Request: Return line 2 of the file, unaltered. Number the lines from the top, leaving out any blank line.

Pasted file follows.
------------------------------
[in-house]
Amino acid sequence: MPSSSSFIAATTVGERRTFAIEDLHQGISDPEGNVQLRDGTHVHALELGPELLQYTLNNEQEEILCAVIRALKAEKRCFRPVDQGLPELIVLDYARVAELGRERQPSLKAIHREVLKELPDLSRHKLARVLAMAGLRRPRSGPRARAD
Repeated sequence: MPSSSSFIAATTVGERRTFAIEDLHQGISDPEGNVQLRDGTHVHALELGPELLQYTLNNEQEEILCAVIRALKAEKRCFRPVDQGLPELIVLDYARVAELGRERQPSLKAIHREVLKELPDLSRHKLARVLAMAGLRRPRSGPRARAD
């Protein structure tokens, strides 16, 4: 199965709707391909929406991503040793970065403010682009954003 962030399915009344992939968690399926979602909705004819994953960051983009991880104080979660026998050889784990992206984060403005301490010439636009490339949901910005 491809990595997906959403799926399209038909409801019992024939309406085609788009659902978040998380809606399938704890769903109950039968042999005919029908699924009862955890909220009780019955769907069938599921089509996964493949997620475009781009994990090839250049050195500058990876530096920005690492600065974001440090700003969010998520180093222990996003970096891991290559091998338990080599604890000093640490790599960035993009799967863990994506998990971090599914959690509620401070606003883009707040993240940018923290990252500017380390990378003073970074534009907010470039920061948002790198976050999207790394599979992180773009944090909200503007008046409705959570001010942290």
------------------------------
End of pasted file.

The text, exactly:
Amino acid sequence: MPSSSSFIAATTVGERRTFAIEDLHQGISDPEGNVQLRDGTHVHALELGPELLQYTLNNEQEEILCAVIRALKAEKRCFRPVDQGLPELIVLDYARVAELGRERQPSLKAIHREVLKELPDLSRHKLARVLAMAGLRRPRSGPRARAD